(37) | ||||||

subject to | ||||||

which is the same as (25) except that the last equality constraint on the ’s.

By Proposition 4, the inner minimization problem takes the form

(38) | ||||||

subject to |

Note that by the property of the Fourier transform matrix, we have , where the upper bar stands for element-wise complex conjugate. As a result, for ,

(39) | ||||

which implies that the constraint will be satisfied automatically.

### Iv-C Banded Toeplitz Structure

In addition to imposing the Toeplitz structure on the covariance matrix, in some applications we can further require that the Toeplitz matrix is -banded, i.e., if . For example, the covariance matrix of a stationary moving average process of order satisfies the above assumption. One may also consider banding the covariance matrix if it is known in prior that the correlation of and decreases as increases.

Based on the circulant embedding technique introduced in the last subsection, the problem can be formulated as

(40) | ||||||

subject to | ||||||

By Proposition 4, the inner minimization problem becomes

(41) | ||||||

subject to | ||||||

which can be rewritten compactly as

(42) | ||||||

subject to | ||||||

Define real-valued quantities

(43) | |||||

(44) | |||||

(45) |

we have the equivalent problem

(46) | ||||||

subject to |

where the variables and are related by

(47) |

Compared to (42), the equivalent problem has a lower computational cost as both the number of variables and constraints are reduced. The algorithm for the banded Toeplitz structure is summarized in Algorithm 4.

### Iv-D Convergence Analysis

As Proposition 4 requires , we consider the following -approximation of problem (25):

(48) | ||||||

subject to |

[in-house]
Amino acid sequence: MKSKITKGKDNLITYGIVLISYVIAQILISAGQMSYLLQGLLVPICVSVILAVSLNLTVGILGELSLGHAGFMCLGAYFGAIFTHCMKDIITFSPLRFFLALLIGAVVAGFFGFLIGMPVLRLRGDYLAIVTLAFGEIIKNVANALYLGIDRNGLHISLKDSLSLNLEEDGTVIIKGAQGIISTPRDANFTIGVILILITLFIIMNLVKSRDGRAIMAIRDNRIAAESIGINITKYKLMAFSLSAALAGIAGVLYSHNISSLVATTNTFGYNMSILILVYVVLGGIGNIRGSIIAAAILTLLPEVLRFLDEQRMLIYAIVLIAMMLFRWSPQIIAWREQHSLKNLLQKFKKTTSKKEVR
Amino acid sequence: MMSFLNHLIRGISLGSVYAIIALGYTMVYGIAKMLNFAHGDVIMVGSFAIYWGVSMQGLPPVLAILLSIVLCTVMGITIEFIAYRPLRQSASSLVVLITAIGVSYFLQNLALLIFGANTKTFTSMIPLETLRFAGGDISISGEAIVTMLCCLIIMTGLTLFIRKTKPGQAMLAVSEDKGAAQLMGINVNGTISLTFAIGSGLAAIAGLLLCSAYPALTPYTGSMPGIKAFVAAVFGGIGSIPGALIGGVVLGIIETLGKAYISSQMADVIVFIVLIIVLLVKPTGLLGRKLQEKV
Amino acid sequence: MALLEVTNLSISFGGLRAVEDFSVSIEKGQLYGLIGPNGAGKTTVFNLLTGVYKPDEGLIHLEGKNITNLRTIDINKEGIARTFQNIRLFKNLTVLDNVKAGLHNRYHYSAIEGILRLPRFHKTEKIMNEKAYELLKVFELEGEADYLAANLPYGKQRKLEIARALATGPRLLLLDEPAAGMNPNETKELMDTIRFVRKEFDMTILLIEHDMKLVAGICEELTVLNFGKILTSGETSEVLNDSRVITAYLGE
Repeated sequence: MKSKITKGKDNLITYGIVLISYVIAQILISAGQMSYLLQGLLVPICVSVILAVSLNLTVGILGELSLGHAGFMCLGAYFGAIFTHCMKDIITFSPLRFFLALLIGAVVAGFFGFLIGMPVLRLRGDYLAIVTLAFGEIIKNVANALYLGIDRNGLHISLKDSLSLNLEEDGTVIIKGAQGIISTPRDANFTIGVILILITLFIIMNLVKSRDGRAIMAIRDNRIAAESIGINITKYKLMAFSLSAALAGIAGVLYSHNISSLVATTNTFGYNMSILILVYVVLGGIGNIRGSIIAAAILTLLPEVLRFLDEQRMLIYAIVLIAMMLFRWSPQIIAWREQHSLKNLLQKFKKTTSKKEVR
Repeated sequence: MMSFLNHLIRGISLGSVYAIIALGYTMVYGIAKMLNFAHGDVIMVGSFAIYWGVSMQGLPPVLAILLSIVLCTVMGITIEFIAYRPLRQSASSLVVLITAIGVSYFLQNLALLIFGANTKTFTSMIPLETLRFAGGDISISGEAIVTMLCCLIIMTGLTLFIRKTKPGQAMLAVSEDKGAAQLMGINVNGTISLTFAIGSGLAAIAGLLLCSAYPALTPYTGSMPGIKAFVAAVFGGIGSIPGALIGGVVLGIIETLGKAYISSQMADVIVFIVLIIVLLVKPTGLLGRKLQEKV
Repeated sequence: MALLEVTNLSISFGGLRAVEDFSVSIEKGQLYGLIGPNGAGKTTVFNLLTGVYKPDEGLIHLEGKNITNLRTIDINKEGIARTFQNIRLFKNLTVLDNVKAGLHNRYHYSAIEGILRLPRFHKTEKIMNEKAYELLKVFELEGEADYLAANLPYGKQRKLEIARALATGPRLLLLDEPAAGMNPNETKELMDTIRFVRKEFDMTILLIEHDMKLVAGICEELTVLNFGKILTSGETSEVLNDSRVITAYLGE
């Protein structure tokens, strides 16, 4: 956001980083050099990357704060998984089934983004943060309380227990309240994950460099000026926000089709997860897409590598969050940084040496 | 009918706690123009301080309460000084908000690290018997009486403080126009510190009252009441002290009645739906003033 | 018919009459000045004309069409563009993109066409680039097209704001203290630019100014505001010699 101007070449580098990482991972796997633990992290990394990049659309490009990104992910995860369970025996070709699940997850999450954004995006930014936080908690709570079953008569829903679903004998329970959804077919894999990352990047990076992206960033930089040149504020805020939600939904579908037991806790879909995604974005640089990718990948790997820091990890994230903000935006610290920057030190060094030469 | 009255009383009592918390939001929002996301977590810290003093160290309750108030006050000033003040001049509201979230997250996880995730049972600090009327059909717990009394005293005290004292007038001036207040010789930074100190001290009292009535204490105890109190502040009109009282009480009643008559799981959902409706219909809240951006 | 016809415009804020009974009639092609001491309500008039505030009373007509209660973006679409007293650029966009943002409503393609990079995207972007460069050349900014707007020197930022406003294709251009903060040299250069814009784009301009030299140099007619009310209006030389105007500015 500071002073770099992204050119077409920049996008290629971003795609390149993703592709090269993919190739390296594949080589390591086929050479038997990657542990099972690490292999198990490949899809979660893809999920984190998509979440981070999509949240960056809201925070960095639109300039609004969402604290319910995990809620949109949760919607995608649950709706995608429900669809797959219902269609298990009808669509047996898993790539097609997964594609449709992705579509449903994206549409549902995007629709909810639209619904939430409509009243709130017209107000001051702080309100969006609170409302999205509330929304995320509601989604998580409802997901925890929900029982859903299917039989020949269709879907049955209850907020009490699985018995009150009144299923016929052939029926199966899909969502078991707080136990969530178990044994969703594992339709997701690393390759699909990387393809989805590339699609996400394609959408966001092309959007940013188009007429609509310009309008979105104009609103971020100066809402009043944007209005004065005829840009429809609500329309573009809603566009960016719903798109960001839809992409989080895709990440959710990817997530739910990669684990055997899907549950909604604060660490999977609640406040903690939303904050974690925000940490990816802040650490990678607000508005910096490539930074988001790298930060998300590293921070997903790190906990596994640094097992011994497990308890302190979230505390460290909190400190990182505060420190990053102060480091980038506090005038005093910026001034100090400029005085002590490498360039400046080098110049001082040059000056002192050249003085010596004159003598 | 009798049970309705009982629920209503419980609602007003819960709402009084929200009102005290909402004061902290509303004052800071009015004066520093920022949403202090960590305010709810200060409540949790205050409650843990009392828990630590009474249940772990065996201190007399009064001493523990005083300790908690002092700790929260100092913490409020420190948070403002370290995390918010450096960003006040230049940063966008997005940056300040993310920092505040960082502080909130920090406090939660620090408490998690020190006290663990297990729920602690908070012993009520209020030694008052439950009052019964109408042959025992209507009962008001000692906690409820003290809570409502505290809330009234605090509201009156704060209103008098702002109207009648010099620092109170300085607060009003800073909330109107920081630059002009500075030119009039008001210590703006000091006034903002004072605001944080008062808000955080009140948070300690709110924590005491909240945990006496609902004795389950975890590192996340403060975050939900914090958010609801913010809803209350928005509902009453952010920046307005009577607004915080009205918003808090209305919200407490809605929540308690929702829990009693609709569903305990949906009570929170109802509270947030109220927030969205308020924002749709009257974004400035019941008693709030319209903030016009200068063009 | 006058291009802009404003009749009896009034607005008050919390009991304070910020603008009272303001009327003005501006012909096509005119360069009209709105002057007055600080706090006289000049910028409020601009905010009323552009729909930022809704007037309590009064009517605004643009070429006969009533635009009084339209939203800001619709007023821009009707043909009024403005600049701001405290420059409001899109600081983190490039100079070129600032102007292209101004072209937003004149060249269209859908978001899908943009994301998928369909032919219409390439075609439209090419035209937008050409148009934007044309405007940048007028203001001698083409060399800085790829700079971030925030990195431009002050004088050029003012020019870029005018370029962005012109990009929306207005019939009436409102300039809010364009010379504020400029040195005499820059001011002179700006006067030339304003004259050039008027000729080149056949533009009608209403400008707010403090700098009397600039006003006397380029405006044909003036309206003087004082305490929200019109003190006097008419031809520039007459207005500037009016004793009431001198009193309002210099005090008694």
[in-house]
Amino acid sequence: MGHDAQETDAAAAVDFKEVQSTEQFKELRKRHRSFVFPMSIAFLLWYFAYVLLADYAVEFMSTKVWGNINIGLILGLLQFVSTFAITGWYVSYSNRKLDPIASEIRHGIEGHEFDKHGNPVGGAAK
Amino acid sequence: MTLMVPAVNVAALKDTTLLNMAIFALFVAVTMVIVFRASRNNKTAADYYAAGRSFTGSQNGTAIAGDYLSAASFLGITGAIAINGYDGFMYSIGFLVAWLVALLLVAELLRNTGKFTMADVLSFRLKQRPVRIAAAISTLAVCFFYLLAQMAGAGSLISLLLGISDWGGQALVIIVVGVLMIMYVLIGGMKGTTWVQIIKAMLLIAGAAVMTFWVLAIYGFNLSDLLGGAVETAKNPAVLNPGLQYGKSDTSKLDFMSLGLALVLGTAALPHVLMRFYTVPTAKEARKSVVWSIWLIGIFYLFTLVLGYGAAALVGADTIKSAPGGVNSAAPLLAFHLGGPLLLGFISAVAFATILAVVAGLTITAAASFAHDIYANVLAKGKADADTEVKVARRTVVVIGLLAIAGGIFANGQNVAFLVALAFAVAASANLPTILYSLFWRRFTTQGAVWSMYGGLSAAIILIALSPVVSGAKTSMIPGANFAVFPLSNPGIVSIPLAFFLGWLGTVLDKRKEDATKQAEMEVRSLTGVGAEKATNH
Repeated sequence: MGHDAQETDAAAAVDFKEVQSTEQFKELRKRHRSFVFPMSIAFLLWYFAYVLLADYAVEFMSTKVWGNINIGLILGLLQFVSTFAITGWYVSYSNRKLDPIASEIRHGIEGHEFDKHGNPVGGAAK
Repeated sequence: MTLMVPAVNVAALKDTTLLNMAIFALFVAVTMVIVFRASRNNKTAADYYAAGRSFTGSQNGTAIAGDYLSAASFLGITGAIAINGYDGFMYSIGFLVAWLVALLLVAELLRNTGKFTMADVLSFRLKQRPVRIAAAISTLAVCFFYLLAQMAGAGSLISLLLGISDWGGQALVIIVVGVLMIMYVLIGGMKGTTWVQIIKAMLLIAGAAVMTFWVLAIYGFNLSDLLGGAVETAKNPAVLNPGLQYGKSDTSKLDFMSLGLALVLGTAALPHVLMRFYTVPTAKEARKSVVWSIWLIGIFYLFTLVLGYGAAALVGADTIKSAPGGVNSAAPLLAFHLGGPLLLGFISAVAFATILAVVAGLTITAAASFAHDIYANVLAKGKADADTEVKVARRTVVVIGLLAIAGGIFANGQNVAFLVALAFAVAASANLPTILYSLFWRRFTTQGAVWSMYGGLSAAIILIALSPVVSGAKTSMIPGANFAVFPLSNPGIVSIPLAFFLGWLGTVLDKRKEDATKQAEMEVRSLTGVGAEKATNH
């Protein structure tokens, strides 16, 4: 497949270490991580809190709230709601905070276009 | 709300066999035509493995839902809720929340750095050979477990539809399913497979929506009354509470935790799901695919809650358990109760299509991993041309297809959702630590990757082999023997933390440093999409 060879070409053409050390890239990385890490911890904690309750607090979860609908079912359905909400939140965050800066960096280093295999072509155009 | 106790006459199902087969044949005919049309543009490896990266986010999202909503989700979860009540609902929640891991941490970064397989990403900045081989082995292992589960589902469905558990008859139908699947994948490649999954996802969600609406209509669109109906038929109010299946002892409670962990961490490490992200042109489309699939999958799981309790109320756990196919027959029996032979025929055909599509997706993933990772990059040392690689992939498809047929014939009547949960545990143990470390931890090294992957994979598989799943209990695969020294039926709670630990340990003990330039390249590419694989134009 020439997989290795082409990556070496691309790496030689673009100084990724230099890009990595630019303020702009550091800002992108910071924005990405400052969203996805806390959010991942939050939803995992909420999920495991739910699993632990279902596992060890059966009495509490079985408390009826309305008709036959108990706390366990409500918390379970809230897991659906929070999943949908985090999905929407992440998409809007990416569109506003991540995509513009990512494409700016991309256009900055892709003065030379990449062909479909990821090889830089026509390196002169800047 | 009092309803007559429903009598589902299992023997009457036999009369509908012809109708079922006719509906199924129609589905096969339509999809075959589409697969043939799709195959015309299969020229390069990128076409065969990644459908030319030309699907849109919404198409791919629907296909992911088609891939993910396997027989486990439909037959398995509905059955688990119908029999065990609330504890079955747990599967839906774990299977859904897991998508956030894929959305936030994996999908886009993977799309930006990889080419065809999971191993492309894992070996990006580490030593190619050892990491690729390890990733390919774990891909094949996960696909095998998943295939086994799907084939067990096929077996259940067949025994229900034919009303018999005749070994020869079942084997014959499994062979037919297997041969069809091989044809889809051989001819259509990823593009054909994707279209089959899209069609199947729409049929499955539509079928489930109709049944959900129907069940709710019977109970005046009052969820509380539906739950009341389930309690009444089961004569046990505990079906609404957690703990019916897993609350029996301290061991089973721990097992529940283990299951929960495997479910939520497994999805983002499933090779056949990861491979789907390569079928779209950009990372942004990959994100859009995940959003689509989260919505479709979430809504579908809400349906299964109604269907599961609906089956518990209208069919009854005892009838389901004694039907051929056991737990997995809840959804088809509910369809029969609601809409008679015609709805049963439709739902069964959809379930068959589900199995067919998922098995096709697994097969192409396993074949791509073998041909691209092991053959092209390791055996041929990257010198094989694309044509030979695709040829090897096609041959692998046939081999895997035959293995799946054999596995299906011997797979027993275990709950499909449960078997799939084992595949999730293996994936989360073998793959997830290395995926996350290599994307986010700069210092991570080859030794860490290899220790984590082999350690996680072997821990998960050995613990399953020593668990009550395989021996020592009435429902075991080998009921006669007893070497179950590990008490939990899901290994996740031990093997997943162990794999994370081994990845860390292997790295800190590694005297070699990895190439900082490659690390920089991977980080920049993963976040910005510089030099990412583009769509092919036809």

with , where the upperbound derived in Proposition 4 can be applied for . Algorithm 2 can be easily modified to solve problem (48), and under Assumption 1, the limit point of the sequence generated by Algorithm 2 converges to the set of stationary points of (48).

That is, if is a limit point of , then

(49) |

for any feasible direction , where is the gradient of the objective function at .

###### Proposition 5.

Under Assumption 1, let be a positive sequence with , then any limit point of the sequence is a stationary point of problem (25).

###### Proof:

The conclusion follows from the continuity of in and under Assumption 2. ∎

## V Tyler’s Estimator with Non-Convex Structure

In the previous sections we have proposed algorithms for Tyler’s estimator with a general convex structural constraint and discussed in detail some special cases. For the non-convex structure, the problem is more difficult to handle. In this section, we are going to introduce two popular non-convex structures that are tractable by applying the MM algorithm, namely the spiked covariance structure and the Kronecker structure.

### V-a The Spiked Covariance Structure

The term “spiked covariance” was introduced in [23] and refers to the covariance matrix model

(50) |

where is some integer that is less than , and the ’s are unknown orthonormal basis vectors. Note that although (50) and (23) share similar form, they differ from each other essentially since the ’s in (23) are known and are not necessarily orthogonal. The model is directly related to principle component analysis, subspace estimation, and also plays an important role in sensor array applications [4, 9]. This model, referred to as factor model, is also very popular in financial time series analysis [24].

The constrained optimization problem is formulated as

(51) | ||||||

where .

Applying the upperbound (13) for the second term in the objective function yields the following inner minimization problem:

(52) | ||||||

Although the problem is non-convex, a global minimizer can be found in closed-form as

(53) | |||||

where

are the sorted eigenvalues of matrix

and the’s are the associated eigenvectors

[25]. The algorithm for the spiked covariance structure is summarized in Algorithm 5.As the feasible set is not convex, the convergence statement of the MM algorithm in [20] needs to be modified as follows.

###### Proposition 6.

Any limit point generated by the algorithm satisfies

where stands for the tangent cone of at .

###### Proof:

The result follows by combining the standard convergence proof of the MM algorithm [20] and the necessity condition of being the global minimal of